'HP Has Our Swagger Back,' Declares Whitman at Partner Conference
Even though she's only been on the job for five months, Meg Whitman, HP's new CEO, had to nail yesterday's performance at the HP Global Partnership Conference to encourage the channel that HP relies on. And nail it, she did, judging by attendee comments and reactions.
Whitman used the themes of innovation and unstructured data -- audio and video content among them -- to describe how HP will return to a position of leadership across the enterprise and the media and entertainment sectors.
"Apple is doing great -- they're on fire -- but iOS is a closed system," said Whitman, addressing head-on HP's decision to contribute the Palm WebOS operating system to the open-source community.
"Google may end up being a closed system, too, as they acquire Motorola Mobility. We enjoy our partnership with Microsoft for use of their mobile operating system, but in the end, we think WebOS is a solid contender for another mobile operating system -- and the industry needs open-source alternatives rather than just another closed or proprietary OS."
Whitman listed several market areas that HP will continue to focus on -- based on the premise that the company should do a few things well -- and reiterated the hardware and software combination of its computing, server, networking and software solutions as a key differentiator against competitors that include Cisco, Dell, and Asus.
"Thank you for sticking with us as we worked to get HP out of the headlines for the drama and into the headlines for the innovation and customer stories. That's what I've spent the last five months doing, starting with the Personal Systems Group (PSG) decision that had created a huge amount of uncertainty in the marketplace," Whitman told the 3,000 channel partners in attendance.
Whitman noted that the Spectre -- an ultrabook that won a CES show innovation award -- was just one type of in-house innovation the company had been producing in PSG. The decision to keep PSG allows HP to continue to innovate in the rather healthy PSG business unit that saw a $10 billion revenue increase over the past few years, she added.
"I think there are two types of innovation: the evolutionary day-to-day innovation that we do in our business and the disruptive revolutionary innovation that helps solidify our lead in the enterprise and other market verticals -- like media production -- that we've come to dominate. We're proud of what we've been able to do, and our long-term strategy builds on the DNA of infrastructure development. Seventy percent of our revenue comes from infrastructure -- from printers to servers to networking gear -- and we're proud to be a hardware company."
While Whitman championed HP's hardware heritage of HP, she also emphasized the software and services side of the company, using as an example the recent acquisition of Autonomy, an unstructured data solution that includes audio and video metadata extraction capabilities.
"Why are we in the software business?" asked Whitman. "We have a strong emphasis on data retention and searchability, including metadata and unstructured data from video and audio. I want to focus on converged infrastructure -- a strong competitive positioning for us -- along with unstructured data and data optimization -- whether that happens in the cloud or on the enterprise server, our intent is to help our customers solve tough marketing problems."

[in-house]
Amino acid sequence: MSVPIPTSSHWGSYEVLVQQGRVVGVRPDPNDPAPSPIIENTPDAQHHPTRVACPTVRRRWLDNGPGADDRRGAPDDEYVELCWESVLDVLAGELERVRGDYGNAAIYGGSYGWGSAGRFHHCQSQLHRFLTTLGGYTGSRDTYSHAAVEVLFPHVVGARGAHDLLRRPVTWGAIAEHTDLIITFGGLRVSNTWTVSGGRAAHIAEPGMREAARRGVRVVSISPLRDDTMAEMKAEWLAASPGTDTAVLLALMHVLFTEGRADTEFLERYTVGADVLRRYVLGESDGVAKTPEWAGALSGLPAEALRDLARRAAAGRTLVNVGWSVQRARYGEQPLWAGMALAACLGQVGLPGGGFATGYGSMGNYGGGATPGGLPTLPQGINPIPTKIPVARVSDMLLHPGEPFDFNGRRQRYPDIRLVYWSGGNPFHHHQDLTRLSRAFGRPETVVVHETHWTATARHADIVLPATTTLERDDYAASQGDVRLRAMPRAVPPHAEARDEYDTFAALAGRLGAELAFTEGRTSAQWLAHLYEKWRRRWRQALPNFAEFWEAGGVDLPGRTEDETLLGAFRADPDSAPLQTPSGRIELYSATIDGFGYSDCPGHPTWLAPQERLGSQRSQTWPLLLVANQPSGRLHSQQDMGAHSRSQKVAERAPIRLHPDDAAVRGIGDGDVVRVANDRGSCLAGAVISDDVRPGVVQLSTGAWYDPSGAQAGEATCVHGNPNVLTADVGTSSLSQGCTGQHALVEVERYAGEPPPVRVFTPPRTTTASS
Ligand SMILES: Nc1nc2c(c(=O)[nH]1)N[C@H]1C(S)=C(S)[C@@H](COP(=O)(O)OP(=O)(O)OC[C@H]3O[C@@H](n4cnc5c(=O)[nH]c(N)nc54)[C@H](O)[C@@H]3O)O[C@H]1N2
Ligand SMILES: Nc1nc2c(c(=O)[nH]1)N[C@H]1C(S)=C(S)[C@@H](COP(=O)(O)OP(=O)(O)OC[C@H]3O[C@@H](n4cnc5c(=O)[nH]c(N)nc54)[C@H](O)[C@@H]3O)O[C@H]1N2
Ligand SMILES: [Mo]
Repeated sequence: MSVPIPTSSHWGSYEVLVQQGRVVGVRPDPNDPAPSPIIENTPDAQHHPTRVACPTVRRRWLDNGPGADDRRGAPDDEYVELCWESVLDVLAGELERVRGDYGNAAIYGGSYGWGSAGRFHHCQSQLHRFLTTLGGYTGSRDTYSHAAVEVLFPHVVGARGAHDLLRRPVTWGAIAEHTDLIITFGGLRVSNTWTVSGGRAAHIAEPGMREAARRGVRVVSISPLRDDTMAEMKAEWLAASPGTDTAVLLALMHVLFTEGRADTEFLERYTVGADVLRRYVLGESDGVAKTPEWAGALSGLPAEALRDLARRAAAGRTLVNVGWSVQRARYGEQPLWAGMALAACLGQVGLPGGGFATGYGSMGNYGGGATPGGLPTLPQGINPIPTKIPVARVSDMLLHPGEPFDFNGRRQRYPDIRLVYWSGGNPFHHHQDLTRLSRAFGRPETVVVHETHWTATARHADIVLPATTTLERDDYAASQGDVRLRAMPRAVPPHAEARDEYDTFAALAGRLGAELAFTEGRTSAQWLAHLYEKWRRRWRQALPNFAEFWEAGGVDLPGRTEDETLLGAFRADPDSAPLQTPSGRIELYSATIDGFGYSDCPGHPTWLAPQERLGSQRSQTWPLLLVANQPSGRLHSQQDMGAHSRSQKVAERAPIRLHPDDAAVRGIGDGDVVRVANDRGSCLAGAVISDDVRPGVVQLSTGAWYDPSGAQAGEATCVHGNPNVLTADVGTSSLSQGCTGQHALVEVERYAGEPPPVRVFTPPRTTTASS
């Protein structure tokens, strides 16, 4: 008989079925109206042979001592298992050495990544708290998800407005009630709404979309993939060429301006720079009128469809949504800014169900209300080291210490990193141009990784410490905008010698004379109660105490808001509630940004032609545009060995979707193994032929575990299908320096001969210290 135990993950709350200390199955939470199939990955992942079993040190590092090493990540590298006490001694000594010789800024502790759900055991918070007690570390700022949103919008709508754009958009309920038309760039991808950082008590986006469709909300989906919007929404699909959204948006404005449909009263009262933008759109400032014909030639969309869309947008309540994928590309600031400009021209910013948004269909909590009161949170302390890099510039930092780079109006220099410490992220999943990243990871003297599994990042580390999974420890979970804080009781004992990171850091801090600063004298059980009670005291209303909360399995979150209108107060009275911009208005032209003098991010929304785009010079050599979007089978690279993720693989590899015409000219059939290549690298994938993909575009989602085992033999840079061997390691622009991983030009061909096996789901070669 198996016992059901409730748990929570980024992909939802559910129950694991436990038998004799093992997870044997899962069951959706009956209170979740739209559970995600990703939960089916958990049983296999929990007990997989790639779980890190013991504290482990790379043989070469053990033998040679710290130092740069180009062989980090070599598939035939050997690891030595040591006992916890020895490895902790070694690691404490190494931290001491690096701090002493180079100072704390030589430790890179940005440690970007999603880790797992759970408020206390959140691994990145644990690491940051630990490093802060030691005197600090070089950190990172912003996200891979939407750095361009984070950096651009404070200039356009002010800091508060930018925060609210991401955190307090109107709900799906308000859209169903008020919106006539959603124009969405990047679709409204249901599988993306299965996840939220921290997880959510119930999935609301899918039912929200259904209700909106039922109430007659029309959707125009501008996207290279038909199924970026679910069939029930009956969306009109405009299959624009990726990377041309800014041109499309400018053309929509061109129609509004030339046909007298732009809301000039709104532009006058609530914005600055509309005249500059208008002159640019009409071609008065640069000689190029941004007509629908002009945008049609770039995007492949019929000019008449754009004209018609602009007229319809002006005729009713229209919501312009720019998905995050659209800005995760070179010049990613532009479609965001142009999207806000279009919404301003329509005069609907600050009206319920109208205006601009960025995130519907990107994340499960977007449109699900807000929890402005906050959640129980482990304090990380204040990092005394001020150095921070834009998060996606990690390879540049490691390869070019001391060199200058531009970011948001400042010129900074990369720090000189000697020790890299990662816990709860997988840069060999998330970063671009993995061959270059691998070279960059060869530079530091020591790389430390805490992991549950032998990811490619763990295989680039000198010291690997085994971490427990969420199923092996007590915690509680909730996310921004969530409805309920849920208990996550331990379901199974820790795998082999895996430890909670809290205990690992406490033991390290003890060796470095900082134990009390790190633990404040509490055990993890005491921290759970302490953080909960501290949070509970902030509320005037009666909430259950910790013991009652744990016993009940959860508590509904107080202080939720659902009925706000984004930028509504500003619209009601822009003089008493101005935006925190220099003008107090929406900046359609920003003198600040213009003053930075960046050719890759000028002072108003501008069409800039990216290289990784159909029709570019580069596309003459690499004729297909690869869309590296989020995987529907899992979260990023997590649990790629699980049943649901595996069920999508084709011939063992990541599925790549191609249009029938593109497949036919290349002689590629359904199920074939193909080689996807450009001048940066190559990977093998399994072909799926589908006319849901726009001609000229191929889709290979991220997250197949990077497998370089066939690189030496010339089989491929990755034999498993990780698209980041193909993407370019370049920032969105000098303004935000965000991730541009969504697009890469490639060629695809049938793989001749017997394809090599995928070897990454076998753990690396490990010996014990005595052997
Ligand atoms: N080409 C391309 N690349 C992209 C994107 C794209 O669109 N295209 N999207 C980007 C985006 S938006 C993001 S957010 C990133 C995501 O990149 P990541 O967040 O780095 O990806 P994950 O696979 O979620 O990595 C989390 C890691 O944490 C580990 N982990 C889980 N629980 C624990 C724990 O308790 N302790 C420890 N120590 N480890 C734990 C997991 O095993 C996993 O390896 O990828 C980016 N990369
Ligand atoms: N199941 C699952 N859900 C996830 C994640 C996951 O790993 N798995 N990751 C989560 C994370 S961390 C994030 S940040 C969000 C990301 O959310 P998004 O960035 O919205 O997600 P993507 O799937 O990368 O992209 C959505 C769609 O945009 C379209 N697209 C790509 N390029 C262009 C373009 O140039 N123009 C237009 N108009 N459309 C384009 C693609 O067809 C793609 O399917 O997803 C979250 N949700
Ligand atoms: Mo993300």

Whitman then provided a high-level overview of how she sees the HP's hardware and software integrating.
"Each piece of the software and hardware combination fits together," said Whitman, "allowing our partners to bring solutions to our customers -- a model that we have used for more than 30 years -- in a way that is customer-centric in terms of serving our customers, from the individual to the enterprise."
Finally, Whitman talked about the difference between buying a company like Autonomy and growing organic innovation within HP, against a backdrop of internal research and development.
"We are doubling down on research and development in all of our portfolio businesses, which goes back to the roots of Hewlett and Packard," said Whitman. "We feel that organic innovation is the way to push forward with big customer quandaries, and we'll consider other channel-focused acquisitions to strengthen that organic innovation."
Whitman called out Autonomy's audio and video metadata extraction -- as part of the Virage subset of Autonomy -- as a growth area, tying it to the work HP can do in-house to tune its workstation and blade hardware to software-bases solution opportunities.
"The Autonomy purchase was the right thing to do," said Whitman. "Autonomy's Mike Lynch is the newest member of our executive team, with a huge asset in terms of the data and metadata technologies we bring to the table for our customers. For the first year, I want to keep Autonomy autonomous enough within HP so that it can grow faster within HP than it could outside of HP. I want to see their mission advanced, not stifled by a large company acquiring an upstart revolutionary technology company that's on a good roll."
Whitman ended the keynote with a reminder about HP's emergence after a turbulent 2011.
"HP has our swagger back, after a rough 2011, and we've got a committed executive team that wants to take HP to a whole new level," said Whitman. "If you have any questions, feel free to connect with me at firstname.lastname@example.org."
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